Archive for September, 2012
It’s been widely reported today that the Samsung Galaxy S3 and other Samsung Galaxy phones have a glaring vulnerability: a webpage can trigger the Samsung dialer to dial a code which wipes the phone.
I wanted to see if this was really true, so I thought I’d knock up a proof of concept using a much safer short-code, *#*#4636#*#*, which, if entered in the dialler, will take you to a testing / control menu where you can change various device settings (it’s useful to know about that hidden trick – but don’t change things unless you know what you’re doing).
So, I created a testmenu.html containing a frame which attempts to load tel:*#*#4636#*#*; it does indeed call up the dialler, but does not appear to actually trigger the test menu. (This debug code doesn’t require you to push send to confirm it – when you type the last “#”, the menu pops up – this is one reason I chose it as a test, as I assume that the problem with the wipe code (which I’m not testing out on my phone!) is that it works the same way (that, or people push to dial it, not knowing what will happen.)
Next, I decided to try a code that does need you to push send – *#100#. which typically returns your phone number. I created ownnumber.html. Loading that page in my Galaxy Note’s stock browser does indeed launch the dialler again – this time, though, the code *#100# is displayed, ready to be “dialled” if the user desires. This is the behaviour I’d expect from anything that links to tel:$number – the user to be asked for confirmation before placing a “call”.
Is it just that the Galaxy Note doesn’t have the same problem, or is there something special about the “wipe device” code?
Is, perhaps, the test menu code “executing”, but invisibly?
I am somewhat disturbed that Samsung modified the stock browser to support tel: URLs; I could see them being mildly useful for actual links to click to bring up the dialler, but using them as the source for a frame / image would never make sense.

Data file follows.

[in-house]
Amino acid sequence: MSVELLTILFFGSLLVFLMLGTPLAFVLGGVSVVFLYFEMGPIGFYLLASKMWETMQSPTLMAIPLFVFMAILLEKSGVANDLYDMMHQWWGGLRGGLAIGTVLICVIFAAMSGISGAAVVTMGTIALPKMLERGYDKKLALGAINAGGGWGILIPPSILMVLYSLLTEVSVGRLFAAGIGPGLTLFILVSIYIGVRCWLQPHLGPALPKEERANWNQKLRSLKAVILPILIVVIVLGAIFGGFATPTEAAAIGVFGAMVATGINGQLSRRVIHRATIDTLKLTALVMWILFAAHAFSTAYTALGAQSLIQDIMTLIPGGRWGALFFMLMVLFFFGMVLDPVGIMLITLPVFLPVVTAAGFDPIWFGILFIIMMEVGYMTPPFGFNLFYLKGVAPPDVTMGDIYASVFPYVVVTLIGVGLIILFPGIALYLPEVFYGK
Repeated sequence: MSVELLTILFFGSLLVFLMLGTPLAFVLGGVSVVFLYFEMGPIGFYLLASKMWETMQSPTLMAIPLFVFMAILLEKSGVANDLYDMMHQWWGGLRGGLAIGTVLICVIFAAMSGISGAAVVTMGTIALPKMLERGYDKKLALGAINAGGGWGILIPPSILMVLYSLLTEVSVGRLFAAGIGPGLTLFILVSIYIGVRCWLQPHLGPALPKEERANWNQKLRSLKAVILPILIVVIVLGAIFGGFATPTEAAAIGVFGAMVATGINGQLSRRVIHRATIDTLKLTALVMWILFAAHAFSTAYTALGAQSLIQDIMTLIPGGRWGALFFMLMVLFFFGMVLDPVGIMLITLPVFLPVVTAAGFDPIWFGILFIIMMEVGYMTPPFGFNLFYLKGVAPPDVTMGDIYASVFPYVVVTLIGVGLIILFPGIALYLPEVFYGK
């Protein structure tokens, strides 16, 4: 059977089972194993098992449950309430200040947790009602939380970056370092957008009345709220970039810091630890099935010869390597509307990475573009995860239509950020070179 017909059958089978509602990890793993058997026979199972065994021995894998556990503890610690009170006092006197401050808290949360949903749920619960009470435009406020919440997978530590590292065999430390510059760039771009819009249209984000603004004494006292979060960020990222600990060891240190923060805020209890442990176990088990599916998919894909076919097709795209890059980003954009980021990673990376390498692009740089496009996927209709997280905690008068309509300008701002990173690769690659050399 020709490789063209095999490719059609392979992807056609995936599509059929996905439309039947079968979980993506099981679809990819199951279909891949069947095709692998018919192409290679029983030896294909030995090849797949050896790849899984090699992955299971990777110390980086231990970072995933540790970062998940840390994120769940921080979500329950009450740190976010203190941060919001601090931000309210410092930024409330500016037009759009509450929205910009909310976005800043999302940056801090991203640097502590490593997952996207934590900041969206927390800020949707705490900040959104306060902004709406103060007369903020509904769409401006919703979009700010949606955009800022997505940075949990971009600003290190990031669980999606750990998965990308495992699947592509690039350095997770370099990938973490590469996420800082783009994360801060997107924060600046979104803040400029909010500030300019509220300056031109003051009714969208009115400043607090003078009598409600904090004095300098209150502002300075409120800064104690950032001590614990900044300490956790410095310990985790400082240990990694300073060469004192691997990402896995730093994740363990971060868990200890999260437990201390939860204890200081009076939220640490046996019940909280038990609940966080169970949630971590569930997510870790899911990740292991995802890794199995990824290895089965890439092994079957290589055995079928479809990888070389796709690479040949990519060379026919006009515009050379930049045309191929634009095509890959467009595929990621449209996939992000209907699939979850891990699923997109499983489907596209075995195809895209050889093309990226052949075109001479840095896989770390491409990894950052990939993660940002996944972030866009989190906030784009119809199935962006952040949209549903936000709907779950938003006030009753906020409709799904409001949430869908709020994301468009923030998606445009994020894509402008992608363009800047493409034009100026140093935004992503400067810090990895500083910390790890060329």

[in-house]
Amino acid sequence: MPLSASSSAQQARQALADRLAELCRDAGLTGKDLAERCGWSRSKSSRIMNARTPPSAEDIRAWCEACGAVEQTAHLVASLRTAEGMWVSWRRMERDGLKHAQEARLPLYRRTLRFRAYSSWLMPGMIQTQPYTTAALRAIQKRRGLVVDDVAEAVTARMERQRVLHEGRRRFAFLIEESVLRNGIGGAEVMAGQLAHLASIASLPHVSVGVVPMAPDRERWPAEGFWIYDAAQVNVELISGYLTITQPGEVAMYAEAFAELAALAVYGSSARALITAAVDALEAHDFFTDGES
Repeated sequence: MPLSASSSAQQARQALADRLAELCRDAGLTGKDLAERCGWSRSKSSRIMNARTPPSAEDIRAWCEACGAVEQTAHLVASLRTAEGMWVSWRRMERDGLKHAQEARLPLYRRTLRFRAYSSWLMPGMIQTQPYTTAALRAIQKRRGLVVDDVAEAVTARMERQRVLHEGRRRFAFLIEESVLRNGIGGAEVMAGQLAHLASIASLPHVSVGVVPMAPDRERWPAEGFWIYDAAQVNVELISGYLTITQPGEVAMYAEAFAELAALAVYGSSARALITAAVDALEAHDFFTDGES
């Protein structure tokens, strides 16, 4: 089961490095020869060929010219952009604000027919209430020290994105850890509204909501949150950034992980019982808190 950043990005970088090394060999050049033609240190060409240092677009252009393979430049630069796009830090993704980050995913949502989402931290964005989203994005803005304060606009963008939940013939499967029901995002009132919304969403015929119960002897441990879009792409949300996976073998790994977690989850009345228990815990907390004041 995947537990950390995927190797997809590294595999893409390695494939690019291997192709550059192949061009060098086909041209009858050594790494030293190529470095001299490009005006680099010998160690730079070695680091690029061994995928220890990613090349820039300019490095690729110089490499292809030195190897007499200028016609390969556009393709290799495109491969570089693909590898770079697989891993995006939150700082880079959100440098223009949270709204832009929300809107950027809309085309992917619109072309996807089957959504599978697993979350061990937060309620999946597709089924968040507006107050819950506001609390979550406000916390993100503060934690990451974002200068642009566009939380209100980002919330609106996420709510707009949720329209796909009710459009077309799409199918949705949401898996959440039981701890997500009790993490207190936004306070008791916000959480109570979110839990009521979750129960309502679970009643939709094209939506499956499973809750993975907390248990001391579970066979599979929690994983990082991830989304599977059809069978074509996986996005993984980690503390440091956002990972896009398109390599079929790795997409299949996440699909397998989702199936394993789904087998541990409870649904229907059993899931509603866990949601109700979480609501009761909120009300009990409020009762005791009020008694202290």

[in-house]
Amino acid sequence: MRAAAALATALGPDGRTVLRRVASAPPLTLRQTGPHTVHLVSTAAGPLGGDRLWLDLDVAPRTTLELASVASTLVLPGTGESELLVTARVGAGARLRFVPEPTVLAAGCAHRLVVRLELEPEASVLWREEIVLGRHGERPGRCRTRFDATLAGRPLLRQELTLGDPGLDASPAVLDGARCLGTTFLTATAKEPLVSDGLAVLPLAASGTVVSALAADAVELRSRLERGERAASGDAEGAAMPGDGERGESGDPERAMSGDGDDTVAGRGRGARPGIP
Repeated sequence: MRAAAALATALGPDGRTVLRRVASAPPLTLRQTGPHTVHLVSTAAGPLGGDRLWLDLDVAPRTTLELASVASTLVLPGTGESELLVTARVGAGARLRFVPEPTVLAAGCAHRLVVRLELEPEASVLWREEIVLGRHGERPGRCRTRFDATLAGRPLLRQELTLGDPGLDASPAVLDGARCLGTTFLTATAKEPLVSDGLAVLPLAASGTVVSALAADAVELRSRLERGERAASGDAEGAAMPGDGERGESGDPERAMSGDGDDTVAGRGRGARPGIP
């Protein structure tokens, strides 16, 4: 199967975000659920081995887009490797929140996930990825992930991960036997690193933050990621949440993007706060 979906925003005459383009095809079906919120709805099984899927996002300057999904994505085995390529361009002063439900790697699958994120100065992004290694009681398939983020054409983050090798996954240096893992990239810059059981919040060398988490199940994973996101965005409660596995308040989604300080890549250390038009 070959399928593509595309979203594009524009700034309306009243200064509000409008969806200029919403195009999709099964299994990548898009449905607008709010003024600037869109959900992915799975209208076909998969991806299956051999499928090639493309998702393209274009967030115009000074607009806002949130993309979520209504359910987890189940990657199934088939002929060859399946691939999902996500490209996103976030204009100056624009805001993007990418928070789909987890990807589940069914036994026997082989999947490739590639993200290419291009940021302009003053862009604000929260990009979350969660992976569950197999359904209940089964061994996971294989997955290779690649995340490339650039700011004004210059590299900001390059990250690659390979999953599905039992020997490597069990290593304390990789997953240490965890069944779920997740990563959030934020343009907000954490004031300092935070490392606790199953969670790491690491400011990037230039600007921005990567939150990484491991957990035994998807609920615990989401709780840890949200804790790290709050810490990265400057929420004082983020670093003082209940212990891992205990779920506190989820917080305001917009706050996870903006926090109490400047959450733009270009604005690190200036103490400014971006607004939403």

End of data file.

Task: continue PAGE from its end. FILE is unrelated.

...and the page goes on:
(For what it’s worth, this is a Samsung Galaxy Note (GT-N7000) running Android 4.0.4, on UK Vodafone.)
A few times I’ve wanted to extract part of a large monolithic Subversion repository out into a seperate Git repo, but maintain the commit history.
Here’s how I do it.
First, I set up a mapping of Subversion user => Username
davidp = David Precious
Now, I clone the entire Subversion repo via git svn into a new git repository:
# Clone the Subversion repo into a new Git repo:
# (~/subversion_authors.txt is file mentioned above)
git svn clone file:///shared/svn/scripts --no-metadata -A ~/subversion_authors.txt tmp/scripts-repo-tmp
Some tags get added during this process, I believe; I don’t need/want to preserve them, so I remove any and all tags:
# remove tags - we don't need them
git tag -l | xargs git tag -d
Now, the clever part; using git filter-branch to select the path within the repo I want to preserve, and remove everything else, promoting the desired path to the “root” of the repository:
# remove all except a given path:
git filter-branch --tag-name-filter cat --prune-empty --subdirectory-filter path/to/desired/dir HEAD
In the above, path/to/desired/dir is the path within the repo that I want to move to the root of the repo; everything else will be discarded.
At this point, I can add a GitHub repository via git remove add origin $url, and push the new repository.
I *think*, because I pushed to GitHub, then deleted my temporary repo and cloned back down, that unrelated previous commits were automatically removed. In case that’s not true, though, the following ought to purge unrelated commits from the new Git repo:
git reset --hard
git for-each-ref --format="%(refname)" refs/original/ | xargs -n 1 git update-ref -d
git reflog expire --expire=now --all
git gc --aggressive --prune=now